Edinburgh's new Sick Kids hospital: Payments to private consortium go up

Payments to the private consortium responsible for Edinburgh’s much-delayed new Sick Kids hospital are to increase despite the fact the building is still not fully operational.

Wednesday, 10th February 2021, 11:56 am
The new Sick Kids Hospital was due to open in July 2019 Pic: Scott Louden

NHS Lothian has been forking out £1.4 million a month to IHSL since February 2019 when the building at Little France was formally handed over.

The hospital was due to open in July 2019 but the transfer from the current site at Sciennes was halted at the last minute after final checks revealed the ventilation in critical care had not been built to the correct standard.

Some services have now moved into the new building, but the latest date given by Health Secretary Jeane Freeman for the hospital to be fully open is March 23.

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NHS Lothian has confirmed payments to IHSL are to increase by an undisclosed amount to reflect the maintenance costs of the new ventilation system.

Edinburgh Western Lib Dem MSP Alex Cole-Hamilton said: “This really does add insult to injury. We have a state-of-the-art facility which is only being used to a fraction of its capacity 18 months after it was supposed to open and is already haemorrhaging £1.4m a month. To now learn these payments are going up is a hammer blow to staff, patients and families alike.

"The Scottish Government is pleading poverty over things like its refusal to build a new Eye Pavilion and yet we are shelling out untold sums to a private consortium.”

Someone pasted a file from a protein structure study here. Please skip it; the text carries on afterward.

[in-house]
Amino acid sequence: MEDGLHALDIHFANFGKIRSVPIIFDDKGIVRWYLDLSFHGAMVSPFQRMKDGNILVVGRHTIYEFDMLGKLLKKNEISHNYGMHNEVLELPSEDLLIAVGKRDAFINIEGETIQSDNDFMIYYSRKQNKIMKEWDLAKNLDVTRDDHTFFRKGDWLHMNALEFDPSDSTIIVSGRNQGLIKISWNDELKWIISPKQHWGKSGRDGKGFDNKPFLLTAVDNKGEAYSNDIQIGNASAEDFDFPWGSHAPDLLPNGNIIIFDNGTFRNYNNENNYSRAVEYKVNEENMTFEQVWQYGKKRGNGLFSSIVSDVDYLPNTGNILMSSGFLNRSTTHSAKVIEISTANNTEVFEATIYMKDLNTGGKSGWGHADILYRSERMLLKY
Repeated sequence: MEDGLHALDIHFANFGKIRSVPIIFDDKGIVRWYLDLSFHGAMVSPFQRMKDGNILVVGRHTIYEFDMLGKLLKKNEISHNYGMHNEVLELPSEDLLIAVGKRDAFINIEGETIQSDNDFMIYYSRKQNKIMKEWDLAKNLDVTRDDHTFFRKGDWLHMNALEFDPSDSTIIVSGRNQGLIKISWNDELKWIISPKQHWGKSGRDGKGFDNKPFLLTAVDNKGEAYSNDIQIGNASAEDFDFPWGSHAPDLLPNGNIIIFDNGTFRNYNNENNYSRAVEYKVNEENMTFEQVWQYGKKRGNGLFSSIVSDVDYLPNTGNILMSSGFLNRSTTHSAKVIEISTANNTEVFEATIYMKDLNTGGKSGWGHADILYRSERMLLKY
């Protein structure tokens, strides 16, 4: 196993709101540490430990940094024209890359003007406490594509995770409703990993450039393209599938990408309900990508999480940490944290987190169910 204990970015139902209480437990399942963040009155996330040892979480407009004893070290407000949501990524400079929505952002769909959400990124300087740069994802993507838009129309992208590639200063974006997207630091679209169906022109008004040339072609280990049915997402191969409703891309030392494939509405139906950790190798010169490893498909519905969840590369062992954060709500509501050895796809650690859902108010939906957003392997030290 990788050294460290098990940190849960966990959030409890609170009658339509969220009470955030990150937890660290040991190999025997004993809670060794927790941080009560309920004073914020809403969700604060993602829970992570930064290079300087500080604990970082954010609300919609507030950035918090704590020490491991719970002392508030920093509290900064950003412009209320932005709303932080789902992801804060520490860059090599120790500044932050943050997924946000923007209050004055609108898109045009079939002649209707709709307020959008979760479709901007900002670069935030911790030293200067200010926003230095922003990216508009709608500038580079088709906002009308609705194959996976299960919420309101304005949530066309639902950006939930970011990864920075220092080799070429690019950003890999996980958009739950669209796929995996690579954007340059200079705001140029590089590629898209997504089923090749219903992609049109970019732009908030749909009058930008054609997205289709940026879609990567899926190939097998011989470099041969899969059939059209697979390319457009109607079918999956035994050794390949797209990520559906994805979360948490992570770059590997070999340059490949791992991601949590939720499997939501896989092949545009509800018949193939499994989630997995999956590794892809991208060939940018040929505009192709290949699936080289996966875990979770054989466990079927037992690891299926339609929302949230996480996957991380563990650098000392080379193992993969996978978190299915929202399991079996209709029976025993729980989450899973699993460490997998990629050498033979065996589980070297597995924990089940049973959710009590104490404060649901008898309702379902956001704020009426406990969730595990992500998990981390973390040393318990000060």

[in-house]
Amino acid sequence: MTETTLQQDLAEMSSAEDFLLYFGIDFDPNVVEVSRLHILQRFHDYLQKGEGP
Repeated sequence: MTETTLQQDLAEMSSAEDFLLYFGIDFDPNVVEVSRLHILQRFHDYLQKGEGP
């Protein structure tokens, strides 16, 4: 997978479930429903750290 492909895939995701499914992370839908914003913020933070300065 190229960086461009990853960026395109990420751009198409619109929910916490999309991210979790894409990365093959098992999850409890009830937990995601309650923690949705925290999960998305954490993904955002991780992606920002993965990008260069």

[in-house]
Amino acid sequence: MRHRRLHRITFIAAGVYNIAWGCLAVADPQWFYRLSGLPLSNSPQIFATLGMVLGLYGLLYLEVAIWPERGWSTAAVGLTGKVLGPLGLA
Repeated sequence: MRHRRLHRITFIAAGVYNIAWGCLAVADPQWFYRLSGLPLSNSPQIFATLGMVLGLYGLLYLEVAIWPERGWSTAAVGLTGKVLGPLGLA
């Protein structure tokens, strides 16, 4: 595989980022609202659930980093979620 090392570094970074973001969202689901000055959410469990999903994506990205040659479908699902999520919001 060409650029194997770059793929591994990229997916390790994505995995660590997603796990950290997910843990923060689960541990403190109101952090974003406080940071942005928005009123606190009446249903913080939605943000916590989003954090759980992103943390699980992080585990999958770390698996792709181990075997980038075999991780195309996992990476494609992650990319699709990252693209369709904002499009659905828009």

The new Sick Kids was built under the Non-Profit Distributing (NPD) system, the Scottish Government's version of controversial private financing models such as PFI.

Construction costs were £150m but the total cost over the next 25 years, including maintenance and facilities management fees, will be £432m.

NHS Lothian director of finance Susan Goldsmith said IHSL was responsible for maintaining the new ventilation system. "Therefore, allowances for maintenance and life cycle replacement are costed as annual amounts and are incorporated into the unitary charge.

"This is not unique to this project but is standard to all Public Private Partnership projects where changes are instructed to reflect, for example, new healthcare standards or clinical service changes. Such costs are obviously offset by any maintenance or lifecycle on equipment."

An IHSL spokesman said: "There will be an increase in the maintenance costs which will be reflected in the unitary payment."

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